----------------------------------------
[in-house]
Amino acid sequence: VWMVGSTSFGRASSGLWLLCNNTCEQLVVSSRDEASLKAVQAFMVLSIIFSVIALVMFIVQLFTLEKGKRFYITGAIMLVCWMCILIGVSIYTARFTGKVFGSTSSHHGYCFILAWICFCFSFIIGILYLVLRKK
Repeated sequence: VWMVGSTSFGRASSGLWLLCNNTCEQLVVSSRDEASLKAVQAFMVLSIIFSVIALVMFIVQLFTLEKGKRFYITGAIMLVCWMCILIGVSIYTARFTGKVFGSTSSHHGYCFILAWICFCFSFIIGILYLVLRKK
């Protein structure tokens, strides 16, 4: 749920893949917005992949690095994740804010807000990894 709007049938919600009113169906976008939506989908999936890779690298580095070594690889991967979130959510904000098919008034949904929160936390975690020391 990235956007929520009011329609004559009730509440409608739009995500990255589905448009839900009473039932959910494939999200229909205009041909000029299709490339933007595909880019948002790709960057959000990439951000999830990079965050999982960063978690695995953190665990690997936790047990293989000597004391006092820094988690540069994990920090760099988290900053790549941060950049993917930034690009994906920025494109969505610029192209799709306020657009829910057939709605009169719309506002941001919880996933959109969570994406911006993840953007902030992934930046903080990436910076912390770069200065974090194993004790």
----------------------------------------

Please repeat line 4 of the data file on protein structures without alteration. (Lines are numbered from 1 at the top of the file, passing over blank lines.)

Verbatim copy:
């Protein structure tokens, strides 16, 4: 749920893949917005992949690095994740804010807000990894 709007049938919600009113169906976008939506989908999936890779690298580095070594690889991967979130959510904000098919008034949904929160936390975690020391 990235956007929520009011329609004559009730509440409608739009995500990255589905448009839900009473039932959910494939999200229909205009041909000029299709490339933007595909880019948002790709960057959000990439951000999830990079965050999982960063978690695995953190665990690997936790047990293989000597004391006092820094988690540069994990920090760099988290900053790549941060950049993917930034690009994906920025494109969505610029192209799709306020657009829910057939709605009169719309506002941001919880996933959109969570994406911006993840953007902030992934930046903080990436910076912390770069200065974090194993004790």